Just as we have seen black and PoC film, literature and music being platformed and celebrated via various seasons and festivals (i.e. the British Film Institute’s 2016 Black Star season; Bare Lit and Africa Writes), the same is happening and is needed, within theatre spaces. This doesn’t just apply to smaller, independent theatres but larger theatres too, particularly West End theatres, as it could be argued that this is where many of the barriers and challenges exist (at least on a larger scale) for black artists. It is worth noting that these festivals, events and specially-curated seasons within the arts are often born out of frustration due to the same issues mentioned towards the beginning of this article: lack of inclusion, diversity, recognition, opportunities, resources etc. The often overwhelming whiteness of the arts is what drives people to create platforms and spaces to centre themselves and showcase work that is ignored and/or severely underrepresented within the mainstream.

Early last year, the announcement of a three-month-long season of BAME theatre work slated for 2019 excited many theatre lovers (particularly theatre lovers of colour). However, no further news has been revealed about this monumental BAME season, that Arts Council England invested nearly half a million pounds in. This funding comes from Arts Council’s Sustained Theatre programme, aimed at supporting the creation and touring of new plays by Black and minority ethnic theatre-makers.

This year will see the launch of the UK’s first-ever Black British Theatre Awards, celebrating black performers and offstage talent. Appropriately taking place during Black History Month, the awards will honour black British creatives in 24 categories. It will undoubtedly be a huge moment for black British theatre.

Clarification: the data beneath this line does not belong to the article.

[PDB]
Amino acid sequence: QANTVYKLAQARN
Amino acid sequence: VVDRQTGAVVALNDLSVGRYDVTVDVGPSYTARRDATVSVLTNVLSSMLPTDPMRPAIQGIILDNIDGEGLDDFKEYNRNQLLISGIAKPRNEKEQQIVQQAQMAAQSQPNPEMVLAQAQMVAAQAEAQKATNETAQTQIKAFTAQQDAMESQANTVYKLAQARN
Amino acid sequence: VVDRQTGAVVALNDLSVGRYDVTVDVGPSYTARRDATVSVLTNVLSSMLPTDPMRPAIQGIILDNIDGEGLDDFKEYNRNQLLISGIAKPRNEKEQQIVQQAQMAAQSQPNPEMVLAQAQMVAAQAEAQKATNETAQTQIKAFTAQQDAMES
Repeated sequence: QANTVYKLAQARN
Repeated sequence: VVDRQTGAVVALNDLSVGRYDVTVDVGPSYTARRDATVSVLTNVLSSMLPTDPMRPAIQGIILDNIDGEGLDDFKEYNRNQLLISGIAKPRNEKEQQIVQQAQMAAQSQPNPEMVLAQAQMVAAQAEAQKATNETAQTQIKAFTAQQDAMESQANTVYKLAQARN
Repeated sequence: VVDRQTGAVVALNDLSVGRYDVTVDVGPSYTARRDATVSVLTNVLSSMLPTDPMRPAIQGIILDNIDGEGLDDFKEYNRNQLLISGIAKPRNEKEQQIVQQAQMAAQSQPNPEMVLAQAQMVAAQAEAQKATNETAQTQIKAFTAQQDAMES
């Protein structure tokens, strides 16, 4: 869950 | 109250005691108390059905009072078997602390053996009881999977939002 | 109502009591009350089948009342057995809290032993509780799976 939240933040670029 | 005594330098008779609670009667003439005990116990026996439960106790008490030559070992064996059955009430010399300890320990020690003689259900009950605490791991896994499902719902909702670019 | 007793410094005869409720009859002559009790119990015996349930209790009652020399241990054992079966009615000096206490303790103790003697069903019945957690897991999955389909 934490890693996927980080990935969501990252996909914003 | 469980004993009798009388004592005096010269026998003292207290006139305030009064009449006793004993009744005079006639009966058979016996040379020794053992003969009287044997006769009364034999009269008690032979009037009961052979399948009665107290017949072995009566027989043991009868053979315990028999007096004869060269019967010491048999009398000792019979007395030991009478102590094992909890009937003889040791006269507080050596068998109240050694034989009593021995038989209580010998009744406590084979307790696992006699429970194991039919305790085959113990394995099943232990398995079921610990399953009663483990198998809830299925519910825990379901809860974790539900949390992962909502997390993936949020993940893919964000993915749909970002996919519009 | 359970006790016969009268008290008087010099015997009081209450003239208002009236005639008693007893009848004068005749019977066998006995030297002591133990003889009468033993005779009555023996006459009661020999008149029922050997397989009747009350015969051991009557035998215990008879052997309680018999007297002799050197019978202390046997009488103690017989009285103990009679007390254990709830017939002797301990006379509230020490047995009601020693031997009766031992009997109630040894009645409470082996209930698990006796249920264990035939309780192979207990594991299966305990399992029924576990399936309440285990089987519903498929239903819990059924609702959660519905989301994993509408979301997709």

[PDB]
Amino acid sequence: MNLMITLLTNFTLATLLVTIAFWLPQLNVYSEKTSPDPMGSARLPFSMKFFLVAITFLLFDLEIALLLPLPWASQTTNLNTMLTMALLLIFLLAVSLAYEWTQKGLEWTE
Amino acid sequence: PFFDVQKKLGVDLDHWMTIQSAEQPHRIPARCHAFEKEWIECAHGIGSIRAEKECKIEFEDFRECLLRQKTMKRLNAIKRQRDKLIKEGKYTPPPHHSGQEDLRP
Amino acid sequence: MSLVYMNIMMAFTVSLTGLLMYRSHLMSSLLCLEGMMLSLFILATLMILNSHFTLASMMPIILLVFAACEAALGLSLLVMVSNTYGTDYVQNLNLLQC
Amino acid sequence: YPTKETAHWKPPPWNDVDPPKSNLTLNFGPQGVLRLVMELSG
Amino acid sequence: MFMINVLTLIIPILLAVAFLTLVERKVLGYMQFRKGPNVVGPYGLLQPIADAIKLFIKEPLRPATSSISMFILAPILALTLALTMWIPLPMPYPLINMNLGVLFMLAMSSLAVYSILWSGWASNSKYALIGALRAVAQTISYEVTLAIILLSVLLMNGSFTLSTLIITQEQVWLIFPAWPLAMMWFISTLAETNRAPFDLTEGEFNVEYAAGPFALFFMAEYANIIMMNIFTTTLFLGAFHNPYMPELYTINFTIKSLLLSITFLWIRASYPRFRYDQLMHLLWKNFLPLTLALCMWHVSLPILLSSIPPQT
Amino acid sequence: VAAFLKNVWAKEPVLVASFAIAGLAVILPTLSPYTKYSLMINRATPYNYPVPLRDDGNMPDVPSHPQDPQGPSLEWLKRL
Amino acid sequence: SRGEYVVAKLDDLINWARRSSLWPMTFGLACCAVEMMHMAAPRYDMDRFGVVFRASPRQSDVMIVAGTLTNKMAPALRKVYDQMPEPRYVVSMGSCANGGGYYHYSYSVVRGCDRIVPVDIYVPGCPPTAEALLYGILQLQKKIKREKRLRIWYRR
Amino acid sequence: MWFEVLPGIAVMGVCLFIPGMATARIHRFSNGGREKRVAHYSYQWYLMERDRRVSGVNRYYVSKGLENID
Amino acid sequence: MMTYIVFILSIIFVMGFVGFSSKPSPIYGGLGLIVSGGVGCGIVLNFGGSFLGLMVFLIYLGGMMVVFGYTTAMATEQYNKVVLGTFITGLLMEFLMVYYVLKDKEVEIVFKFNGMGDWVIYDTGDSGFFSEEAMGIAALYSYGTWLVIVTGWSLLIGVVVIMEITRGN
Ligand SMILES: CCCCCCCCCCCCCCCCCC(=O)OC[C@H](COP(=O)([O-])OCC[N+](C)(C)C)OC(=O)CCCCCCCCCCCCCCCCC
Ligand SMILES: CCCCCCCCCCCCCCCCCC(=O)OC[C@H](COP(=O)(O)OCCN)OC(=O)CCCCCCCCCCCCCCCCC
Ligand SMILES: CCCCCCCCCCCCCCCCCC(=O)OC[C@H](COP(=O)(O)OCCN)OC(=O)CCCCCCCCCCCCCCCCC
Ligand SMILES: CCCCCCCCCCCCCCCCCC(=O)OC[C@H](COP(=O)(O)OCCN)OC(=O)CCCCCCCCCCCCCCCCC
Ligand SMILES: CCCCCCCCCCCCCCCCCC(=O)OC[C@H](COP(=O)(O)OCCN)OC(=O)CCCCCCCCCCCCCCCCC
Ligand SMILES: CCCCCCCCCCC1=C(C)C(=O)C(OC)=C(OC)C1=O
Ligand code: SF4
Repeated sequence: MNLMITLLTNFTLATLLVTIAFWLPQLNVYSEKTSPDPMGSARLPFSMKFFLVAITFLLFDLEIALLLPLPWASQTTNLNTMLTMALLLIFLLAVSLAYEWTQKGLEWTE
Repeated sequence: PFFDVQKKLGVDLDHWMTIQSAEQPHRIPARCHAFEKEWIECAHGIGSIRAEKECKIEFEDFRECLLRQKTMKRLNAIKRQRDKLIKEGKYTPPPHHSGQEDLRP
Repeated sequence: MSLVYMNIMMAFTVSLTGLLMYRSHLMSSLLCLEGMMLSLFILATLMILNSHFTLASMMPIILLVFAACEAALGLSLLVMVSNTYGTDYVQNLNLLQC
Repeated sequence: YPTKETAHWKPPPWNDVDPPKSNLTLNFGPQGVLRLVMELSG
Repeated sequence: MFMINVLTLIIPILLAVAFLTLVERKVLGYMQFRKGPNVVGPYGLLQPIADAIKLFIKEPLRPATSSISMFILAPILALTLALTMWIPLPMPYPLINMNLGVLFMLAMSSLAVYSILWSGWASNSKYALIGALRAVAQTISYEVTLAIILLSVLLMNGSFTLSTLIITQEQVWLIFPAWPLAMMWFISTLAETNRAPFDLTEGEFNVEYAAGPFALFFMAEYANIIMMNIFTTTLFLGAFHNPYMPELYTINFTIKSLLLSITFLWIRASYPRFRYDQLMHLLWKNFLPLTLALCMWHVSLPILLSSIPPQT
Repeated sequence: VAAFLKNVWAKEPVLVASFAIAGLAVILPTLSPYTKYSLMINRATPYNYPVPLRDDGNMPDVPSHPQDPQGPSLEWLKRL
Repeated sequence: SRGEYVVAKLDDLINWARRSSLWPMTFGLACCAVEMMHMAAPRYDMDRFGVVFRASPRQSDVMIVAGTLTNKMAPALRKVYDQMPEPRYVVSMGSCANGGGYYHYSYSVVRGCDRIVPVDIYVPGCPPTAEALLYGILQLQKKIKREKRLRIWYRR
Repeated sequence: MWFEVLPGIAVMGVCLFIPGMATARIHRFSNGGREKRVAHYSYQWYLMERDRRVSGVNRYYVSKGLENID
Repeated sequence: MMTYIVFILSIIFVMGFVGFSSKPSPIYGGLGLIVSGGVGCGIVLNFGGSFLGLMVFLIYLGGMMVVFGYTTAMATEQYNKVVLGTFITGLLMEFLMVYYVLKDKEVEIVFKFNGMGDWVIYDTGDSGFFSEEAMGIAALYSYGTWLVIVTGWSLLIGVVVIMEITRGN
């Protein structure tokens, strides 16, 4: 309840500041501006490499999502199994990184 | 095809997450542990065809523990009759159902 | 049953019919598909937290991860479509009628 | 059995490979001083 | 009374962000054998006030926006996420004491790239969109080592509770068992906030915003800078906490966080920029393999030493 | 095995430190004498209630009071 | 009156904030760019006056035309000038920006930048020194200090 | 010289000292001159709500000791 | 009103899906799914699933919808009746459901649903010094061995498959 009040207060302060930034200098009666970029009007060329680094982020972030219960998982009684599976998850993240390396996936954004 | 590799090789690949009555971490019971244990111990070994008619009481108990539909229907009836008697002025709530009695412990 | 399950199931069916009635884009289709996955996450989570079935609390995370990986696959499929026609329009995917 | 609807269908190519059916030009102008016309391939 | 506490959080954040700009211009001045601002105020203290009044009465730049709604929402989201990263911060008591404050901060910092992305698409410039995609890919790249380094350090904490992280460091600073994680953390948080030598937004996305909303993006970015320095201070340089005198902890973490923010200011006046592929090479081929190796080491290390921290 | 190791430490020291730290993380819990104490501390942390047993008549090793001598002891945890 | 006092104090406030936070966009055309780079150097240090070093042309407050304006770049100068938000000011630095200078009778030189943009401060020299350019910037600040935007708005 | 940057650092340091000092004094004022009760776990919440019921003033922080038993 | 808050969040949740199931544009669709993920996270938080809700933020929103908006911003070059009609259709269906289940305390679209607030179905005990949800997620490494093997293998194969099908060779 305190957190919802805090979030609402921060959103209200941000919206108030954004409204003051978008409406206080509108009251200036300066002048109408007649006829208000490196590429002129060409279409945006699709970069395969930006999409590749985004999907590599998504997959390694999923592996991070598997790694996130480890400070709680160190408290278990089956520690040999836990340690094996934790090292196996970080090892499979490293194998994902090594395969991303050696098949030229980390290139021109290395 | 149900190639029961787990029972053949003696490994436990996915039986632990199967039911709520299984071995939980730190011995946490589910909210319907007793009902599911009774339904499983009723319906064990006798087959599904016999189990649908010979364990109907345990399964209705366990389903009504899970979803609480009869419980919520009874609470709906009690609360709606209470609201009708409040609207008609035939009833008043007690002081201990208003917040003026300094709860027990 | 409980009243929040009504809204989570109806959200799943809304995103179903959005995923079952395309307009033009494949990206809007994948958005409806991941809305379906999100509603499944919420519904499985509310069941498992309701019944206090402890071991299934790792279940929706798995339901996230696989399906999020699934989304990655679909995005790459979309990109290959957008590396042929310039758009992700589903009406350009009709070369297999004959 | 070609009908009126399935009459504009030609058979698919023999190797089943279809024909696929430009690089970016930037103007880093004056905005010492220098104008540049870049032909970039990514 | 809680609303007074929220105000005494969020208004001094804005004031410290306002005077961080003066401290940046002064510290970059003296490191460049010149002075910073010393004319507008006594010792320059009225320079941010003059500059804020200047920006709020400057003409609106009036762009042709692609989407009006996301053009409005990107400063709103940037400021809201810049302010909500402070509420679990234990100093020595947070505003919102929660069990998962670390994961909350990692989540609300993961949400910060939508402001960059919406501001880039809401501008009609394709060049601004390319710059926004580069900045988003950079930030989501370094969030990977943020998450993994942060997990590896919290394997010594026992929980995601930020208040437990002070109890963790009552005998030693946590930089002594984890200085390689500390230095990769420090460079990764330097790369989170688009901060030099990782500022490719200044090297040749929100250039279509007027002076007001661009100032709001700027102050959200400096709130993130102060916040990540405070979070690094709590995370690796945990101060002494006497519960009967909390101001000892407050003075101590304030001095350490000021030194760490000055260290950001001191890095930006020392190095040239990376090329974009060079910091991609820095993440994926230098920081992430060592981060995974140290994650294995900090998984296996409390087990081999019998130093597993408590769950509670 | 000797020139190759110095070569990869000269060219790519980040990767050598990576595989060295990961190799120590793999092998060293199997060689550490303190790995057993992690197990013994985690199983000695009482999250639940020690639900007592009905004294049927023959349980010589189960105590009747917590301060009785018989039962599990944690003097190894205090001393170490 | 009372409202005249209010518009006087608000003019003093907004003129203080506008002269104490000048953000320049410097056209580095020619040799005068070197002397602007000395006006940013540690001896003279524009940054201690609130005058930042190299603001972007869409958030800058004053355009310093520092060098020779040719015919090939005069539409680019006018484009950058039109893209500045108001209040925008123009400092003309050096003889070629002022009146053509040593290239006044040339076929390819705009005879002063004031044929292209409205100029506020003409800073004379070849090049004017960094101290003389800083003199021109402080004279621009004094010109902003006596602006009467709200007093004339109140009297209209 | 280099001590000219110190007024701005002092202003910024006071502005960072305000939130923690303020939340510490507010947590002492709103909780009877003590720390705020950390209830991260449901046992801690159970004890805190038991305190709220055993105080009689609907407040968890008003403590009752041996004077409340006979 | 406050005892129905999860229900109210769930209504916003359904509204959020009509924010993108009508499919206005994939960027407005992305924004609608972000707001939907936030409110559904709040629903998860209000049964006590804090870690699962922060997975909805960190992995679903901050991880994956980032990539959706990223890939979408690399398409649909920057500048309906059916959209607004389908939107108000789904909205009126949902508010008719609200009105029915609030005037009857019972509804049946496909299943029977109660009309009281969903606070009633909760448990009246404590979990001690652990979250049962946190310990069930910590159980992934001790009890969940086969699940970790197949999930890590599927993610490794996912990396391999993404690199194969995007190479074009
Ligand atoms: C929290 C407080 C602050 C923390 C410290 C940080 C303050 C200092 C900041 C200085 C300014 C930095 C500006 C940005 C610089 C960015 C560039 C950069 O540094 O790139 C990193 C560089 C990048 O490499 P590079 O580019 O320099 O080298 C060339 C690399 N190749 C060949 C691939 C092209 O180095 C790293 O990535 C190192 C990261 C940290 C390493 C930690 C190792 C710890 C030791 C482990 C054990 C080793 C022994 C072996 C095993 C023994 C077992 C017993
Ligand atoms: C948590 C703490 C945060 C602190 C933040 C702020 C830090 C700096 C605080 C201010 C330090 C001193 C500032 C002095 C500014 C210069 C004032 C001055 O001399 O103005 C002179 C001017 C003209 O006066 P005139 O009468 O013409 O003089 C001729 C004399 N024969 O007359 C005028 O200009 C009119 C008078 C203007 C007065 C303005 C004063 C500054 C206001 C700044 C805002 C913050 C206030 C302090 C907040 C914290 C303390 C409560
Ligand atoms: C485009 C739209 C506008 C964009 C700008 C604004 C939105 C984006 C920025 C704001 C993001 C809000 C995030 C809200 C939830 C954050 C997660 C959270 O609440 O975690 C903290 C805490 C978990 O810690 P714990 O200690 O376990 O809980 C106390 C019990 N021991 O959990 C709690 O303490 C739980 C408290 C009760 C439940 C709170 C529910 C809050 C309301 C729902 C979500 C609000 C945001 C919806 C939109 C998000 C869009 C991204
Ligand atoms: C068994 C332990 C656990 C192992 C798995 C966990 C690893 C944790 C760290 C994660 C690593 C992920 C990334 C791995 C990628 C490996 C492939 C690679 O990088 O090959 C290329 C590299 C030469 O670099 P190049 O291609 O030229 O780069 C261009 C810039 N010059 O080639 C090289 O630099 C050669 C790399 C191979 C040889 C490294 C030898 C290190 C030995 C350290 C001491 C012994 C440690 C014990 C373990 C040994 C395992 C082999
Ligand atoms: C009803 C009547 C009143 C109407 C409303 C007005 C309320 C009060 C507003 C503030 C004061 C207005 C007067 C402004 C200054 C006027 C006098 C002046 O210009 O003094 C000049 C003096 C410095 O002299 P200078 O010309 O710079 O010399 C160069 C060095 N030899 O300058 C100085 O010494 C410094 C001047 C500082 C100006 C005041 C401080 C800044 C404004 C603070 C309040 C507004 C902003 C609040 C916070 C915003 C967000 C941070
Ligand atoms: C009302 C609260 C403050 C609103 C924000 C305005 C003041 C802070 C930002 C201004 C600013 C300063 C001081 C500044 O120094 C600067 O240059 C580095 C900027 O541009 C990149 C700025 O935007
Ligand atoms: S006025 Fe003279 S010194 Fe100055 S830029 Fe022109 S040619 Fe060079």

Black and PoC artists deserve to have a much bigger spotlight shining on them and their work.

Eventually, it would be great to get to a stage where we didn’t need to rely on these smaller festivals and seasons to experience new black and PoC theatre talent. The theatre industry should be supporting new talent and offering the resources and the platform(s) that would enable black and PoC creatives to tell the kind of stories they want to tell. And perhaps most importantly, these stories would be performed to audiences of more deserving sizes. It is often the case that younger, emerging Black and PoC creatives are performing their plays to considerably smaller audiences than they would be if the larger, more prestigious theatres would take their work seriously. This has been my observation, particularly when it comes to black and PoC-led festivals and seasons. They do an amazing job at uplifting and supporting black and PoC creatives and artists. The rest of the industry, and the more mainstream sections of the theatre industry especially, can learn a thing or two from the non-white creatives who are doing this important work. Black and PoC artists deserve to have a much bigger spotlight shining on them and their work. The onus shouldn’t always be on non-white artists to ensure that this happens and the rest of the industry, especially the organisations, individuals and theatres with the means and resources to do so, need to do their part so that we can honestly say that British theatre is truly inclusive, representative of our society and caters for everyone.

Tenelle Ottley-Matthew is a writer from London with bylines in Huck, Gal-dem, Pride magazine and more. She will soon be working in book publishing.

Illustration by KRillustrations.